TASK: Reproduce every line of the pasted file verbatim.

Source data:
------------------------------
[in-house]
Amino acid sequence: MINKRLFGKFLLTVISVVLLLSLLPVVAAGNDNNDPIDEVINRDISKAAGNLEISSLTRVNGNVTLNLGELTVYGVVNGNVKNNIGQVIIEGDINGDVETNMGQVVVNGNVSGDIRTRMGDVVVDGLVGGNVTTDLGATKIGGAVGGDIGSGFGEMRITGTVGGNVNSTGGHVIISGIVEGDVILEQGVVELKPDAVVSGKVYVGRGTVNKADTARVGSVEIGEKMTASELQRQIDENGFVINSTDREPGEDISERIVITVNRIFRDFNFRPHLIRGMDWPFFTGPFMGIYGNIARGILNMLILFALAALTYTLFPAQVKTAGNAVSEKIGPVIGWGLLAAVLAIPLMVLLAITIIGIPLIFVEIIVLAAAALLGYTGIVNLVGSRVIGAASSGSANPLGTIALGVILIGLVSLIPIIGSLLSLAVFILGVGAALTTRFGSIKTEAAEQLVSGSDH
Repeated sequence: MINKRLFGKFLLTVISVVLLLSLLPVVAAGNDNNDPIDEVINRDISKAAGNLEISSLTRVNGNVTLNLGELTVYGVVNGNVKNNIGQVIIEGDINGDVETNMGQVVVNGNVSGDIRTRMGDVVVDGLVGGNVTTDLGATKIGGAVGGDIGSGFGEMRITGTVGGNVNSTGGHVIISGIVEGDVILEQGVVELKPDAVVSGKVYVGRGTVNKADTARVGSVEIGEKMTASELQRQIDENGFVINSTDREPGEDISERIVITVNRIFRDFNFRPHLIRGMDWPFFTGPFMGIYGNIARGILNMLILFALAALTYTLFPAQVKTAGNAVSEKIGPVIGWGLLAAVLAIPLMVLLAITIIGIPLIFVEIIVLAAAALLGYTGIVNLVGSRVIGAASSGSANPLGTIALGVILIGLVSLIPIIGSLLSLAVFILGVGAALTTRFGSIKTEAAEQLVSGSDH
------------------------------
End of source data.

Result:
[in-house]
Amino acid sequence: MINKRLFGKFLLTVISVVLLLSLLPVVAAGNDNNDPIDEVINRDISKAAGNLEISSLTRVNGNVTLNLGELTVYGVVNGNVKNNIGQVIIEGDINGDVETNMGQVVVNGNVSGDIRTRMGDVVVDGLVGGNVTTDLGATKIGGAVGGDIGSGFGEMRITGTVGGNVNSTGGHVIISGIVEGDVILEQGVVELKPDAVVSGKVYVGRGTVNKADTARVGSVEIGEKMTASELQRQIDENGFVINSTDREPGEDISERIVITVNRIFRDFNFRPHLIRGMDWPFFTGPFMGIYGNIARGILNMLILFALAALTYTLFPAQVKTAGNAVSEKIGPVIGWGLLAAVLAIPLMVLLAITIIGIPLIFVEIIVLAAAALLGYTGIVNLVGSRVIGAASSGSANPLGTIALGVILIGLVSLIPIIGSLLSLAVFILGVGAALTTRFGSIKTEAAEQLVSGSDH
Repeated sequence: MINKRLFGKFLLTVISVVLLLSLLPVVAAGNDNNDPIDEVINRDISKAAGNLEISSLTRVNGNVTLNLGELTVYGVVNGNVKNNIGQVIIEGDINGDVETNMGQVVVNGNVSGDIRTRMGDVVVDGLVGGNVTTDLGATKIGGAVGGDIGSGFGEMRITGTVGGNVNSTGGHVIISGIVEGDVILEQGVVELKPDAVVSGKVYVGRGTVNKADTARVGSVEIGEKMTASELQRQIDENGFVINSTDREPGEDISERIVITVNRIFRDFNFRPHLIRGMDWPFFTGPFMGIYGNIARGILNMLILFALAALTYTLFPAQVKTAGNAVSEKIGPVIGWGLLAAVLAIPLMVLLAITIIGIPLIFVEIIVLAAAALLGYTGIVNLVGSRVIGAASSGSANPLGTIALGVILIGLVSLIPIIGSLLSLAVFILGVGAALTTRFGSIKTEAAEQLVSGSDH